Net golf tournaments are a different story. With net tournaments it’s the same format – play golf and keep count of all the strokes played.
But on each hole you’ll possibly adjust your score if you get a stroke on the hole. If this happens you’ll update your gross score to your net score and it’ll count toward your final net score.
Finally, some tournaments have both a gross and net score divisions. For example, maybe the championship flight is single digit handicaps who don’t use handicaps and play gross only. While the other divisions compete from a closer set of tees and use a net score to determine the winner.
How to Mark Your Scorecard
Now that you know more about gross and net scoring it’s important to understand how to mark this on a scorecard. If you’re playing in a net golf tournament this is pretty easy as the tournament coordinator will use a dot system.
For example, if you’re a 15 handicap golfer you get 15 shots during the round. This means you’ll get a shot (which is notated on the scorecard as a dot) on the 15 hardest holes. Every course ranks their holes from 1 to 18 (one being the hardest, 18 being the easiest).
A handicap “travels” as well since all golf courses are rated differently using the slope rating system.
Let’s say you have a 15-handicap at your home course but playing a tournament at a harder golf course (in terms of slope rating). This might make your 15-handicap a 16 or 17. But if you’re playing an easier golf course your handicap might actually be lower than normal.
FAQs About Gross and Net Scores
Do you have more questions about gross vs. net golf tournaments? If so, keep reading through our most commonly asked questions and answers now.
What is the difference between net and gross golf tournaments?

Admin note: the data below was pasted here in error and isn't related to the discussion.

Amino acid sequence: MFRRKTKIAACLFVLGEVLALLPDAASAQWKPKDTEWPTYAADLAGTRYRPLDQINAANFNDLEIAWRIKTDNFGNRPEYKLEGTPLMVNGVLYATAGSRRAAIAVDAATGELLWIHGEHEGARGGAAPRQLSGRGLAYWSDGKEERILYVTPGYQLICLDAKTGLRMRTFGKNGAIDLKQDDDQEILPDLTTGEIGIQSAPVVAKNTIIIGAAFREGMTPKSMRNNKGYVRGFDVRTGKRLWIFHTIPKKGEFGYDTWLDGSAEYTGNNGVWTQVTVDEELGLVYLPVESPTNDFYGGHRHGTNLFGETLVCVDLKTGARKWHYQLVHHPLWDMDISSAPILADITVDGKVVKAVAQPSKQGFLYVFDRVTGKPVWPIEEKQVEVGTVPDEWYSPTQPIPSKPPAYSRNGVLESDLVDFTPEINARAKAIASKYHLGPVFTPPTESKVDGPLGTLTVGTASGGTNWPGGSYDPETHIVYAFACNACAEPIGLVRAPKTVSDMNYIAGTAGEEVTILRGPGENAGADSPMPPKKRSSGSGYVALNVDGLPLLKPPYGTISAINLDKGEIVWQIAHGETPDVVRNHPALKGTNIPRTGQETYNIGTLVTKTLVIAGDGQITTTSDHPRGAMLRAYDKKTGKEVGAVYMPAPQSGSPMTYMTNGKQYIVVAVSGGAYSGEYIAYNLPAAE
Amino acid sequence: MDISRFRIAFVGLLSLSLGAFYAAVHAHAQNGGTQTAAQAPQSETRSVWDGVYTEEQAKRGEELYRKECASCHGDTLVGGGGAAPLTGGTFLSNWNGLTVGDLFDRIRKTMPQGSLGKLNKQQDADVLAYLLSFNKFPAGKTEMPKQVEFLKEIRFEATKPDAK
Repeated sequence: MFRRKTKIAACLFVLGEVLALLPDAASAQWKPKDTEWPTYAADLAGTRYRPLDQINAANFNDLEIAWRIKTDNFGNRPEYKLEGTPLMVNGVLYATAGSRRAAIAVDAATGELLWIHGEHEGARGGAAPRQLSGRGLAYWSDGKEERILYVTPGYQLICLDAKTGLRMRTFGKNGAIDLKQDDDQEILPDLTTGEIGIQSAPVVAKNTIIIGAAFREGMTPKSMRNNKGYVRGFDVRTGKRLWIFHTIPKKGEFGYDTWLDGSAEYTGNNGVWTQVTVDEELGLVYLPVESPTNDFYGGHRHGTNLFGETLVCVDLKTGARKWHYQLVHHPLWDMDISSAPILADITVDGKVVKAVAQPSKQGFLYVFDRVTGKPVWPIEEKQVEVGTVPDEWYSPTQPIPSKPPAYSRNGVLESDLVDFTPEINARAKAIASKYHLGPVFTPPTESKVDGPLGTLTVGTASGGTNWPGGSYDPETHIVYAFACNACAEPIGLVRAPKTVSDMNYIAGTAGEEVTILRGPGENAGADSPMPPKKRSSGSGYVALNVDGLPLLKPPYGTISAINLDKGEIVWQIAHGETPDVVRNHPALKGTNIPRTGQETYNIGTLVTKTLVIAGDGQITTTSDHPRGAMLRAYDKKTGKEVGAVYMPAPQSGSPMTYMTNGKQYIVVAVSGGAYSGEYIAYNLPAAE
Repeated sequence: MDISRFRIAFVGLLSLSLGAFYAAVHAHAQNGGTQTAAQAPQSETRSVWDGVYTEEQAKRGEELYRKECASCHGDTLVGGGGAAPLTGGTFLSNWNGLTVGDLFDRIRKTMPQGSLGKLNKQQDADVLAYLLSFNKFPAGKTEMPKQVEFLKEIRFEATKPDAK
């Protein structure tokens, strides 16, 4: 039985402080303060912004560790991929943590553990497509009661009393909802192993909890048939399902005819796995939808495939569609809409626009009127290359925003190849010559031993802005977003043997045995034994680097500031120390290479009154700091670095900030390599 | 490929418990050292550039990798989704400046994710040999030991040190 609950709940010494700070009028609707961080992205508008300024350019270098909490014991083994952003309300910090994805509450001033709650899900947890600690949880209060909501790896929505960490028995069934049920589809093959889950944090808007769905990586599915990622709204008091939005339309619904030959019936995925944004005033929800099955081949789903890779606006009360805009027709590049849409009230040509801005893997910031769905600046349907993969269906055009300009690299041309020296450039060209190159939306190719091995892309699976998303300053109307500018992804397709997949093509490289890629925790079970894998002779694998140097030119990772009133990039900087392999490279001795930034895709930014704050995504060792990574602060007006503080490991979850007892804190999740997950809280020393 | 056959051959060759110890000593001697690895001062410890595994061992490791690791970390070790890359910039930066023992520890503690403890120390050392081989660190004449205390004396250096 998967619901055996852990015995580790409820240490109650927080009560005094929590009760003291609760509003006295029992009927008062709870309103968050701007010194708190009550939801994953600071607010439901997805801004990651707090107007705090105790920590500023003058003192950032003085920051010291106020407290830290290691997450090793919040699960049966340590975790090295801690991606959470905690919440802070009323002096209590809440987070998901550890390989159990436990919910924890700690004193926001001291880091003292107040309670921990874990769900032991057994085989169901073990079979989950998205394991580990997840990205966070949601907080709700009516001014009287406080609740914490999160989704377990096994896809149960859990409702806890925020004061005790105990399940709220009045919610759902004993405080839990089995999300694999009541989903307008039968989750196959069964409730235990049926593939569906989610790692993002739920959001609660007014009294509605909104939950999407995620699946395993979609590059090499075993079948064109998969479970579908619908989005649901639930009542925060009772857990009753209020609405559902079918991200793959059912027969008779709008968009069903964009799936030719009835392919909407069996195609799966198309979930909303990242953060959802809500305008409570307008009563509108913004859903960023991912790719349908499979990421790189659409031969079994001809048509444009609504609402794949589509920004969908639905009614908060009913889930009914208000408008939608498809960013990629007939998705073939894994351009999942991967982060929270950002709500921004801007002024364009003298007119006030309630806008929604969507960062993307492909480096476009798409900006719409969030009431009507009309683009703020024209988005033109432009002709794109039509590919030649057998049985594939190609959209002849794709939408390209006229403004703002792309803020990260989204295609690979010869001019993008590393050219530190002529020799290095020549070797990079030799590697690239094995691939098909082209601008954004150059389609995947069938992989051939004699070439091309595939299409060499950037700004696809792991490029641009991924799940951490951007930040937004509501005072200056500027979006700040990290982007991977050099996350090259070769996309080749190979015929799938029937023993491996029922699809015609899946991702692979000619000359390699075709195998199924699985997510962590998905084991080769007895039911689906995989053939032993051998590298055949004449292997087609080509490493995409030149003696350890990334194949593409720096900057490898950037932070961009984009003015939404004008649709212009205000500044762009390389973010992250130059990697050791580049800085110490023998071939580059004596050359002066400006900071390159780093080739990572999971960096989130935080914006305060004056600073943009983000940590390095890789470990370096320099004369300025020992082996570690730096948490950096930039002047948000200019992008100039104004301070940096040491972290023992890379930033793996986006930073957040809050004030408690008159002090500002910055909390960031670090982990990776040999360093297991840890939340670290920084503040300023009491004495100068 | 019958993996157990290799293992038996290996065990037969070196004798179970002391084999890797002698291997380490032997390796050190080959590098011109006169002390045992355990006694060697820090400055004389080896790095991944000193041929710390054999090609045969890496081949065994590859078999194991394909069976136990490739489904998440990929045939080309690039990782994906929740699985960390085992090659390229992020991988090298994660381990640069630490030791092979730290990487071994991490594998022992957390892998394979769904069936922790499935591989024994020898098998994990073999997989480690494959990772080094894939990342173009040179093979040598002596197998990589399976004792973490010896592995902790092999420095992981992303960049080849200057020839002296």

Most golf tournaments have net and gross flights within the same tournament. Gross flights mean that handicaps are not allowed and every shot counts. In net flights players keep their gross score then factor in handicaps to determine net score.
Lower handicap players typically don’t play in net golf tournaments as they won’t get any strokes. For example, if a player is a scratch golfer (known as a zero handicap) they don’t get any strokes during the round. While a plus handicap golfer might actually have to add strokes to their round in net formats.
Is match play gross or net scoring?
Match play is one of the best formats in golf as you’re only playing against one person, not the entire field. Plus, you can compete in a match play event that is either gross score or net score.
However, net scoring is a little more challenging if you’re the person who has to give strokes away. Either way, it’s still a ton of fun and a type of tournament we highly encourage to try out.
If you do, make sure to read how to master match play.
How do you calculate gross in golf?
Figuring out a gross golf score is much easier than calculating net scores. A gross score is figured out by adding up all the holes on a given hole (including penalty shots, if any). If it took a player five shots to get in the hole and one penalty shot, their gross score is a six.
What is net golf?
Net golf refers to using handicaps to determine a player’s score.
For example, if a player is a 10 handicap they get a stroke removed from their score on the 10 hardest holes. If they get a par on a hole that is rated in the top 10 handicap it’ll count as a birdie.